By Julian Hattem - 05/21/14 12:10 PM EDT
The head of the FBI says he understands why people worry about the scope of the government's powers, and in fact, he agrees with them.
“I believe people should be suspicious of government power. I am,” Director James Comey told the Senate Judiciary Committee on Wednesday morning.
“I think this country was founded by people who were worried about government power so they divided it among three branches,” he added.
Though the controversial surveillance raised privacy concerns and made people fret that the government was snooping on their behavior, Comey said that the FBIs programs are run responsibly. He added that those operations had also helped to track down kidnappers and save children.
Comey assumed his top post shortly after the Snowden revelations came to light last summer. While much of the public's outrage has focused on activities at the National Security Agency, the FBI has also come under fire for its use of national security letters and operations to track foreign terrorists operating in the United States.
One of those efforts, which allows the government to track people outside the U.S. who may be plotting terror attacks, is “extraordinarily valuable,” Comey told senators on the panel.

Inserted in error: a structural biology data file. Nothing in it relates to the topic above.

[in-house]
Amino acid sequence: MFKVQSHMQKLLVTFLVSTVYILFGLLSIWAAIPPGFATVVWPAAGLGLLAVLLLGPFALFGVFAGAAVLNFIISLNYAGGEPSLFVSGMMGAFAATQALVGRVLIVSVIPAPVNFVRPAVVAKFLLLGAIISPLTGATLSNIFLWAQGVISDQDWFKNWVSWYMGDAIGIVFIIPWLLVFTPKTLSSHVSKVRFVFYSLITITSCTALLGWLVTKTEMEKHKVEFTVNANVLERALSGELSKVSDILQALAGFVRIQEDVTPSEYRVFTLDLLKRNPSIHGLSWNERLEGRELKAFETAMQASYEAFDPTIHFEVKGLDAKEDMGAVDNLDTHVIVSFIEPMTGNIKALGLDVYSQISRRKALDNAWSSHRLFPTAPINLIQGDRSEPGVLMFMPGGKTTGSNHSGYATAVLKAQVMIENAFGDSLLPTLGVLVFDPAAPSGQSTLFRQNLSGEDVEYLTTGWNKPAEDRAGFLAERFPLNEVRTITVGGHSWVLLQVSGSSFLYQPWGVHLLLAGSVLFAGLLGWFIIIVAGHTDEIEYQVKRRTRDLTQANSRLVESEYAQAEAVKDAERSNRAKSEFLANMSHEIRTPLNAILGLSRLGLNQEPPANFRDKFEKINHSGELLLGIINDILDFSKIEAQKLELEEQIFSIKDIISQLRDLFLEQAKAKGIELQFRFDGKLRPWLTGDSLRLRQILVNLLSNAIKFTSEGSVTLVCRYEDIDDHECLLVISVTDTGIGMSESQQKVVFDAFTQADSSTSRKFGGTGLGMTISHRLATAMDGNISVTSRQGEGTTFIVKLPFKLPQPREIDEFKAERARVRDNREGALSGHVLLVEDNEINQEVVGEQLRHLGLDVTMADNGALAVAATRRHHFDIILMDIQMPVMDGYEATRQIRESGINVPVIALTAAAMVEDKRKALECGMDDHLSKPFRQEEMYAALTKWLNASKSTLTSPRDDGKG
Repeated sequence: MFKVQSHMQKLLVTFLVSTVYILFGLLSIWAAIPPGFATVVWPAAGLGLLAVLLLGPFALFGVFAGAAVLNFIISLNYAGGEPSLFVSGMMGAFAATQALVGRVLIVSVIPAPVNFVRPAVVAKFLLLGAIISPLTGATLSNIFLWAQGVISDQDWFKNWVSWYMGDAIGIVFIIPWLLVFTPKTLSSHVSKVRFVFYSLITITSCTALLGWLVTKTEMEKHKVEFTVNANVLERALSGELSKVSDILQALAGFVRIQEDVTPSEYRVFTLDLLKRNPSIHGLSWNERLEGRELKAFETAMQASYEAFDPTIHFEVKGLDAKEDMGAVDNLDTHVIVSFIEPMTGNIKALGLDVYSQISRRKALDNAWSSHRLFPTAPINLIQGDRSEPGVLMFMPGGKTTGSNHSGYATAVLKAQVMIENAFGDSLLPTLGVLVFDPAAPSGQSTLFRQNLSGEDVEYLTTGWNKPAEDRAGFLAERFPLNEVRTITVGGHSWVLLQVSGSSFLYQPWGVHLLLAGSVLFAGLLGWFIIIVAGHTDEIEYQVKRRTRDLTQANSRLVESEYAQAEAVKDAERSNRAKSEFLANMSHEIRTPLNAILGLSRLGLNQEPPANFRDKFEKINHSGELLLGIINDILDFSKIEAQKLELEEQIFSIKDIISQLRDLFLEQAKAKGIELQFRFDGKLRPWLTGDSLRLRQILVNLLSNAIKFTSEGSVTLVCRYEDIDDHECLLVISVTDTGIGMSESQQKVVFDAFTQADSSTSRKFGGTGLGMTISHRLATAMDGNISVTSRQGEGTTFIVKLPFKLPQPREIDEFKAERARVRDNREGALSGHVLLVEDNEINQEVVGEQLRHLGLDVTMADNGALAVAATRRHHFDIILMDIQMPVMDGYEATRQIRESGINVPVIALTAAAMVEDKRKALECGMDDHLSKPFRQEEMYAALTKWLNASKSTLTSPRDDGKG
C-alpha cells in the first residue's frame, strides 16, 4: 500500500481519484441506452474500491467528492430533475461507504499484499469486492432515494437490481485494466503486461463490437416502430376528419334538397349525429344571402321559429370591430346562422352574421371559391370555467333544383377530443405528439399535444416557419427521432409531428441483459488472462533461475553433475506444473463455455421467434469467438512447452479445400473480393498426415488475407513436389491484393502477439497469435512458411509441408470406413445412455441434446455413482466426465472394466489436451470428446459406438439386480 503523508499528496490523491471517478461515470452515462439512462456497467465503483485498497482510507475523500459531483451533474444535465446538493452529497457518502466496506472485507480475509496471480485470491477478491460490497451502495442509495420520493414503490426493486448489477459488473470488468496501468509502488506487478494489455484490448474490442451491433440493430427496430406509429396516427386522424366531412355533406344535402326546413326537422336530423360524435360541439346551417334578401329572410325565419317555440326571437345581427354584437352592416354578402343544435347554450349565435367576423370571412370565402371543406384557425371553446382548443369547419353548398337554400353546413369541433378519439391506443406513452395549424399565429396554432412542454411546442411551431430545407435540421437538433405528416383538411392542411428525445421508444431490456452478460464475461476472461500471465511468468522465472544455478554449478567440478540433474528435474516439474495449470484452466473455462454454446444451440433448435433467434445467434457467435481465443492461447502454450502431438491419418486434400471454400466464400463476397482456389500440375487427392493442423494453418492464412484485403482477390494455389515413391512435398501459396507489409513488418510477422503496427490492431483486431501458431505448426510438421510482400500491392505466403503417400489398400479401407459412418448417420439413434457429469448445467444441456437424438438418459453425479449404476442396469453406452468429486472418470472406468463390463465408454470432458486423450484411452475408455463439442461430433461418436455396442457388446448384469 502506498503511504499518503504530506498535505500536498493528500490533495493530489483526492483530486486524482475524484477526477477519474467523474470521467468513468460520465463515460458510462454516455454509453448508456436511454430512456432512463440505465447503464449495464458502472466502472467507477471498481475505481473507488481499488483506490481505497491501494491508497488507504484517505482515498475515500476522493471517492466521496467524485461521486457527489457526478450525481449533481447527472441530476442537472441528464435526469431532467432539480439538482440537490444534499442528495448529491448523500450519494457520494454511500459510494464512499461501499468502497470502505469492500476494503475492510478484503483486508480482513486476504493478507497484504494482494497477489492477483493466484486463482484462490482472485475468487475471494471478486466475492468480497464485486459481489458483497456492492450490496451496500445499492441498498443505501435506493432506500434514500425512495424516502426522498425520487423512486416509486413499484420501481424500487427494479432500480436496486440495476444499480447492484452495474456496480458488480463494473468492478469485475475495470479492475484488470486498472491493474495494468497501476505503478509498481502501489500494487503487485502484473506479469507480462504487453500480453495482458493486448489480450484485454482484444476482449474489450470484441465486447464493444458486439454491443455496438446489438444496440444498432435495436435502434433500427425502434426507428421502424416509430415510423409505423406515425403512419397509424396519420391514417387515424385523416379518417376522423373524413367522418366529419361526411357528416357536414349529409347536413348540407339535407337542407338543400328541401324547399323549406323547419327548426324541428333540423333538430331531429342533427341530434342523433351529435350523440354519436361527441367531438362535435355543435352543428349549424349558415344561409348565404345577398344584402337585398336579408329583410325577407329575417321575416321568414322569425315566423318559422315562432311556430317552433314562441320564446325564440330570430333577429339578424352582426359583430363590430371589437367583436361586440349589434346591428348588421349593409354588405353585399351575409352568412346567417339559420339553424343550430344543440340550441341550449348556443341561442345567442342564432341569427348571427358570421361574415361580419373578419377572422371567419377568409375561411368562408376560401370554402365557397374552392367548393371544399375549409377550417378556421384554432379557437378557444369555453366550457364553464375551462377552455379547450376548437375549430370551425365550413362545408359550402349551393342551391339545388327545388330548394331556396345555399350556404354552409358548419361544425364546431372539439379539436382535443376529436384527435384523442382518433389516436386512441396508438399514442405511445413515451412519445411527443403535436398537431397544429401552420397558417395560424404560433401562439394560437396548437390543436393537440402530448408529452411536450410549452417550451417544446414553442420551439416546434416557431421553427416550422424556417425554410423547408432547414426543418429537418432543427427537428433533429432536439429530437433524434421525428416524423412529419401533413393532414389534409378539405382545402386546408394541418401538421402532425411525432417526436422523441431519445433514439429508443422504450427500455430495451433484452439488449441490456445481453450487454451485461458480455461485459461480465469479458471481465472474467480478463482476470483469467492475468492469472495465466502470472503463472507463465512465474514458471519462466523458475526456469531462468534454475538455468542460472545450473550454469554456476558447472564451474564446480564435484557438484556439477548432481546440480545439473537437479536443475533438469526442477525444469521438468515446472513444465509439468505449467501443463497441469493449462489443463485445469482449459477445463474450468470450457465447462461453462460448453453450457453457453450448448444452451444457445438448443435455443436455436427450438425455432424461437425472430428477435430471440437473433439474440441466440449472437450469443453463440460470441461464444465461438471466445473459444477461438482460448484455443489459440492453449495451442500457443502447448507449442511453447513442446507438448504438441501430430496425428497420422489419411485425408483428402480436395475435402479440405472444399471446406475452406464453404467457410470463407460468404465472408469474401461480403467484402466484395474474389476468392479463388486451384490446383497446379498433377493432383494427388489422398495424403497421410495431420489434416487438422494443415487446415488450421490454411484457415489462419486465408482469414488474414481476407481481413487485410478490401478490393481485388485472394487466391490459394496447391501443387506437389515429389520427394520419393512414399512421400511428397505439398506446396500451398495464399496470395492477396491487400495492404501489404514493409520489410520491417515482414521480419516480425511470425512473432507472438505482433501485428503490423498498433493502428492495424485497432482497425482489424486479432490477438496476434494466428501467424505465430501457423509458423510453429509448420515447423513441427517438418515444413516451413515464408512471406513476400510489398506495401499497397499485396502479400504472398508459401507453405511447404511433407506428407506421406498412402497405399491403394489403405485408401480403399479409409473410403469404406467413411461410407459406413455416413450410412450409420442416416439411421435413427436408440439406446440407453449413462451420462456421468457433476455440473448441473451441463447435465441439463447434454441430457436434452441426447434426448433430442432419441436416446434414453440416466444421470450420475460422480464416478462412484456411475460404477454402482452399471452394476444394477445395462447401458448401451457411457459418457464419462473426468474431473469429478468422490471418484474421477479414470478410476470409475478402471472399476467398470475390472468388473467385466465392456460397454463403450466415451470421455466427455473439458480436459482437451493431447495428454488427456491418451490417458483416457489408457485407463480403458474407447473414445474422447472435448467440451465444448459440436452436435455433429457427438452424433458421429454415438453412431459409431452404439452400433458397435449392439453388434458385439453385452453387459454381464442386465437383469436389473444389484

The efforts, which are authorized under Section 702 of the FISA Amendments Act, include a program called PRISM that taps into data networks at major Web companies like Google, Facebook and Skype. From there, agents can look at photos, emails and other documents people upload.
The FBI’s national security letters, which Comey said were not used to obtain bulk quantities of information about people, require banks, phone companies, Internet service providers and other firms to hand over details about their customers. Recipients of the letters are largely prohibited from revealing details about the letters they get, which critics say amounts to a “gag order.”
Legislation is advancing in the House and Senate that would rein in those and other government data collection programs.
The House is scheduled to vote on the bill, called the USA Freedom Act, on Thursday, but some privacy advocates have worried that it has been overly watered down in recent weeks.
Senate Judiciary Chairman Patrick Leahy (D-Vt.), who introduced the upper chamber’s version of the surveillance reform bill, said on Wednesday that he was pleased by the House’s progress.
Though he added that he remained "concerned some important reforms in that act were removed."